Ireland pauses to remember sacrifices made during 1916 Easter Rising

One of the key commemorations of the 1916 Easter Rising centenary has taken place with President Michael D Higgins honouring all those who fought and died for Irish freedom.

Ireland pauses to remember sacrifices made during 1916 Easter Rising

One of the key commemorations of the 1916 Easter Rising centenary has taken place with President Michael D Higgins honouring all those who fought and died for Irish freedom.

The weekend of celebrations began at midday with the head of state laying a wreath at the Garden of Remembrance on Parnell Square in central Dublin to mark the sacrifices of patriot dead.

It is one in a series of specially choreographed events taking place over the next three days to remember the rebellion, a seminal moment in Irish history which sowed the seeds for independence.

Earlier Sabina Higgins, the President's wife, laid a wreath at the grave of Countess Constance Markievicz at Glasnevin Cemetery as official Ireland strives to make the commemorations more inclusive.

Over the decades the role of women in the Rising has often been overlooked, alongside the deaths of innocent children which were largely ignored until recent years.

In the Garden of Remembrance, the site where the Irish Volunteers was founded, an invited audience including Defence Forces' veterans, politicians and descendants of the rebels heard poetry, music and prayer to mark the occasion.

The Island of Ireland Peace Choir, formed as a symbol of reconciliation after the 1998 Real IRA Omagh bombing performed the traditional Irish song The Parting Glass at the event.

Muriel McAuley, granddaughter of rebel leader Thomas Mac Donagh, read an extract of evidence given by rebel leader Patrick Pearse at his court martial.

Acting Taoiseach Enda Kenny also attended with the ceremony brought to an end by a minute's silence, the playing of the Last Post and the national anthem Amhran na bhFiann and the hoisting of the Tricolour.

Later, the President will meet the families of those killed in the rebellion during a special event in the RDS.

In one of only a few public addresses over the next few days, Mr Higgins will speak about the debt of gratitude owed to the rebels immortalised in the history books as well as the "unsung heroes" who took to the streets one hundred years ago.

He is also expected to focus on the "human essence" of the rebellion reflecting on combatants' differing motivations as well as their influence in post-independence Ireland.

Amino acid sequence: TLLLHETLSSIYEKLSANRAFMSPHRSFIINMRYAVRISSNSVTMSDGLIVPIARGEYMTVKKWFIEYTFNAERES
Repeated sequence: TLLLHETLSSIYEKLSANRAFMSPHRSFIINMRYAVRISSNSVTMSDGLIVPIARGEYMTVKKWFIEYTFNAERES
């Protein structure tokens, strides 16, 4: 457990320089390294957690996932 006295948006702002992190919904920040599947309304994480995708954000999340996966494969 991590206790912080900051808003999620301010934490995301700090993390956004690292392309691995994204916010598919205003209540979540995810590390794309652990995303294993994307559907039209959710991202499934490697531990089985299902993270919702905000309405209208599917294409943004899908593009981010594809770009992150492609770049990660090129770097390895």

The Rising began on Easter Monday, April 24 1916 and while the week long battle was short-lived it sowed the seeds for a war of independence at the end of the decade. That led to partition of the country, civil war in the new Free State and ultimately the creation of the Republic of Ireland and Northern Ireland.

Some 1,350 people were killed or injured during the six-day insurrection while 3,430 men and 79 women were arrested by the British.

Fifteen of the rebel leaders including Patrick Pearse and James Connolly were executed by firing squad at Kilmainham Gaol in Dublin, where another poignant tribute will be paid on Easter Sunday.

President Higgins will be in the Stone Breakers' Yard to lay a wreath on the site where the 1916 leaders were executed.

The biggest event of the weekend is due to take place on Easter Sunday when more than a quarter of a million people will line the streets for a massive parade through Dublin city centre.

Almost 4,000 members of the Defence Forces, emergency services and army veterans will weave their way along the 4.5 km route from St Stephen's Green to O'Connell Street and past the GPO on to Capel Street.

The unprecedented spectacle, which will include the reading of the Proclamation under the portico of the GPO is being billed as the largest public celebration in the history of the state.

Wreaths will also be laid in Glasnevin at the Sigerson Monument, which honours the dead of 1916, and at the graves of Edward Hollywood, a silk weaver from the Liberties in Dublin who put together the Tricolour in 1848, and the grave of Peadar Kearney, who wrote the lyrics to Amhran na bhFiann.

Further commemorations are planned for Easter Monday at each of the seven key battlefield sites in Dublin.

Cultural events are also being held in more than 200 venues across the city including 500 free talks, exhibitions, debates, film, performances and dramatisations, with six outdoor stages and activities for children and families.

Outside of Dublin simultaneous wreath laying ceremonies will take place in Athenry, Cork, Enniscorthy and Ashbourne.

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